Of course, if your data needs to travel through a time-consuming bottleneck, compression saves time by reducing the amount of data that needs to pass through it. This includes something as simple as writing and reading data to and from the disk. I/O per second (a.k.a. IOPS) is typically extremely slow compared to other processes. By the same token, on the cloud, I/O time usually costs a lot more money than CPU time.
What is true of I/O is also true of network bandwidth. This is why RavenDB compresses all TCP and HTTP traffic by default – both between RavenDB instances and between server and client.
In contrast, if you aren’t expecting your data to go through any significant bottlenecks, compression might then become the slowest part of your data pipeline.
More Data In, Better Performance Out
An algorithm’s potential efficiency is ultimately determined by the properties of the information you feed it. All algorithms depend on exploiting repetitive patterns in your data. This is also called data redundancy and is closely related to information entropy.
Any pattern that is repeated many times can be summarized in something like the following way: you store just one copy of the repetitive pattern, and you record all the locations where the pattern is found in the uncompressed data. If a given pattern is repeated often enough, this can result in an arbitrarily large compression ratio. If two chunks of information are of equal size, they are by no means equally compressible: a megabyte on your disk could contain random noise, or it could contain only zeroes.
This rule of thumb generally holds: a large chunk of information tends to have more redundancy than any smaller piece of the same data. For example, if you look at most sentences in English (like this one), there might not be a single word that appears more than once. But as you increase your sample – even to just two or three sentences – you see a dramatic increase in redundancy.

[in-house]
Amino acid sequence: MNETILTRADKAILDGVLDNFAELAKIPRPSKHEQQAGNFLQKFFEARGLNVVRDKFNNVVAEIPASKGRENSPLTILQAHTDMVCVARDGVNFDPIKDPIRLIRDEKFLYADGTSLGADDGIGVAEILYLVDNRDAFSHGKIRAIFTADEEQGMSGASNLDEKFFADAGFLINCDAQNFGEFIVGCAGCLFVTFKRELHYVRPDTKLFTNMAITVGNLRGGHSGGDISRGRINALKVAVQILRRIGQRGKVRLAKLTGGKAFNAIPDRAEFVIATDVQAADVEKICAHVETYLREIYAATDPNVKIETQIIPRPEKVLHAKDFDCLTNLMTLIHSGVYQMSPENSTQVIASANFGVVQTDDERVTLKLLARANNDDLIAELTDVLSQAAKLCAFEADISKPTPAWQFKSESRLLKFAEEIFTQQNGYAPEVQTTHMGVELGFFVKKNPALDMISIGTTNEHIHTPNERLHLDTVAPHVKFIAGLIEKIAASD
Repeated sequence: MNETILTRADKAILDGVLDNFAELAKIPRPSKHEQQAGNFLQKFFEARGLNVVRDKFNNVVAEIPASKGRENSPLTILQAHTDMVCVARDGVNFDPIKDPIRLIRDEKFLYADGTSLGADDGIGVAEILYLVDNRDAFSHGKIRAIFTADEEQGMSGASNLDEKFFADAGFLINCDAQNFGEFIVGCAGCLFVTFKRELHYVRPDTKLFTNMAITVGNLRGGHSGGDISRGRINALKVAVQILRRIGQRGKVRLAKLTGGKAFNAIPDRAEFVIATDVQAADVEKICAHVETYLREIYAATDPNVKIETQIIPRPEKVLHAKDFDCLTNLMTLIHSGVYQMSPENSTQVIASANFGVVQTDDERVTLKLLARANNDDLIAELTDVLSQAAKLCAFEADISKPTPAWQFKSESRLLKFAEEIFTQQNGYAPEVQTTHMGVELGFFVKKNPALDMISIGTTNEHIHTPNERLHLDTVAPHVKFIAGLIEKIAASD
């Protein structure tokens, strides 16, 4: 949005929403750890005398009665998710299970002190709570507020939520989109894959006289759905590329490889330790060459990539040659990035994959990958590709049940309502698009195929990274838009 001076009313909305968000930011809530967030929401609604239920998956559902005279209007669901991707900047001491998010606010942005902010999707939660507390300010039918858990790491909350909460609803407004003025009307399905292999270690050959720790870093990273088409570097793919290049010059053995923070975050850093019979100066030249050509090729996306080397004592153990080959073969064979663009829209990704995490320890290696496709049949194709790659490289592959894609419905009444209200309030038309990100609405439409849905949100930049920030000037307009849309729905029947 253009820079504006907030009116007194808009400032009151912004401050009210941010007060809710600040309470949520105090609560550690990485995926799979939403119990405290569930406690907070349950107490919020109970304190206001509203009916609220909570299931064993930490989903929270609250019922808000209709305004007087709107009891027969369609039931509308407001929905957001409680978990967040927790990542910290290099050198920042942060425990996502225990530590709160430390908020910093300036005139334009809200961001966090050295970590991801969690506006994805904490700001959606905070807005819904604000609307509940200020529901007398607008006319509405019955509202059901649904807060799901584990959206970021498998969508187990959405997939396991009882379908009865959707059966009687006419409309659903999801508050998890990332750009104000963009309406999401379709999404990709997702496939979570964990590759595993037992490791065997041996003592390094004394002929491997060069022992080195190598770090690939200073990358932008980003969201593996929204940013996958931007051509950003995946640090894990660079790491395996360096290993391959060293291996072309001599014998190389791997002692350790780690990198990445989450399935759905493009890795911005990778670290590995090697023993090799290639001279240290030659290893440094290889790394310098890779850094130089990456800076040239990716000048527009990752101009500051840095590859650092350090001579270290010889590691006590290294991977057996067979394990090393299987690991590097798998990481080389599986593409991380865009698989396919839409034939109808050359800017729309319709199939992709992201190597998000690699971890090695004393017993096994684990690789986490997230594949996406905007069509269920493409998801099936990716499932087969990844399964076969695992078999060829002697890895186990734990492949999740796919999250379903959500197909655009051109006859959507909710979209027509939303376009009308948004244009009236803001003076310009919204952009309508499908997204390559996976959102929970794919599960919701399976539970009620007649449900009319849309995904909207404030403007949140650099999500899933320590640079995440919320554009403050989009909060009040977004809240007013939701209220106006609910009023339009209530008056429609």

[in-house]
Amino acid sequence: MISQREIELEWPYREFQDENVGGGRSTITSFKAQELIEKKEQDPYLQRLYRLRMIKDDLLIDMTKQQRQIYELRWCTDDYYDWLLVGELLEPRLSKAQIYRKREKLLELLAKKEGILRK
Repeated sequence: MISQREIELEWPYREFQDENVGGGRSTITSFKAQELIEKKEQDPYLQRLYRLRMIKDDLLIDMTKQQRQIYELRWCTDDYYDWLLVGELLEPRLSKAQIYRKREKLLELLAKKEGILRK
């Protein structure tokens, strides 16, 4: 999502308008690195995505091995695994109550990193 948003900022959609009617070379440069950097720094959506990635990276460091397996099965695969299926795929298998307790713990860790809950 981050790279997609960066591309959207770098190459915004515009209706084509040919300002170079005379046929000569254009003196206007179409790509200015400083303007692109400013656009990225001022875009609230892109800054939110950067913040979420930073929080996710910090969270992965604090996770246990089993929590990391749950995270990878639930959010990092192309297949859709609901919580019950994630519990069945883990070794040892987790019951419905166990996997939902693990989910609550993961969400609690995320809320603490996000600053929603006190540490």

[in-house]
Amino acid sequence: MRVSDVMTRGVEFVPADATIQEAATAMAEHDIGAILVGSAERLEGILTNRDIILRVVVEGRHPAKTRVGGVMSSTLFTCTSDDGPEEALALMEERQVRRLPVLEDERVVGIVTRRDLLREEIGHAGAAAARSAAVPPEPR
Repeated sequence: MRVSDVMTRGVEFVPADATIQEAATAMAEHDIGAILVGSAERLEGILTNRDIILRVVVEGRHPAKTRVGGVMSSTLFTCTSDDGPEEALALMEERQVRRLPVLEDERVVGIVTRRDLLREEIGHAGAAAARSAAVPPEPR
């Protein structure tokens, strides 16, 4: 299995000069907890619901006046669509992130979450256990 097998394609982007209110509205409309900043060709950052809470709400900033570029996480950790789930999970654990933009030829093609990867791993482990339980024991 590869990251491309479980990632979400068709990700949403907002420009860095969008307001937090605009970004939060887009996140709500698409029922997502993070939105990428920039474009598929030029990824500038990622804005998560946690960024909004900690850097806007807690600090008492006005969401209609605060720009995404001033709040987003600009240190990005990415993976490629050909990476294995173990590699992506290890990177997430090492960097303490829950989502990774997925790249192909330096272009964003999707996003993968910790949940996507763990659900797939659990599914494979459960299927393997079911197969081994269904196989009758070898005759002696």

It’s important to emphasize that this is not an iron law – compression performance does not always correlate with the amount of the data you feed it. Sometimes as you increase the amount of input, you find yourself spending more and more CPU in exchange for smaller and smaller improvements in the compression ratio. In those cases, there might be a goldilocks zone between too little and too much input. For example, a table of data objects that are similar to each other will probably be more compressible than a combination of different tables.
But in general, small chunks of data are usually less redundant, and that makes compression difficult. RavenDB’s document compression feature has a unique approach to small chunks – this is one of its biggest advantages. We discuss this further below after we introduce the Zstd algorithm.
Compression in Document Databases
Document databases like RavenDB are “NoSQL databases” – they’re different from the more common relational databases in that there is no rigid schema for data. A document is analogous to a row, and the document’s fields are analogous to columns. Documents can be grouped in collections, which are roughly analogous to tables, but different documents in the same collection don’t have to have the same structure or even any of the same fields.
The relational schema lends itself to compression because the structure of a row is redundant across a whole table. But that doesn’t mean a document database has to be less efficient. You can choose to treat RavenDB like a relational database by creating a collection in which all documents have the same structure. In that case, the redundancies are just as compressible as they would be in a schema. You can also choose to take advantage of NoSQL freedom and leave fewer redundancies to compress, or you can do anything in between.
Furthermore, document databases usually store data as JSON. This is a common data format that is used for many other applications, such as TCP requests and responses. This is convenient because the brackets, quotation marks, commas, and other text elements used in the format are highly redundant.
The “Chunk” Compression Problem
Returning to the previous topic: if we want to increase the amount of input data, we face a problem. A limitation of many algorithms is that they process data in indivisible chunks. A chunk of information is compressed all at once and must also be decompressed all at once.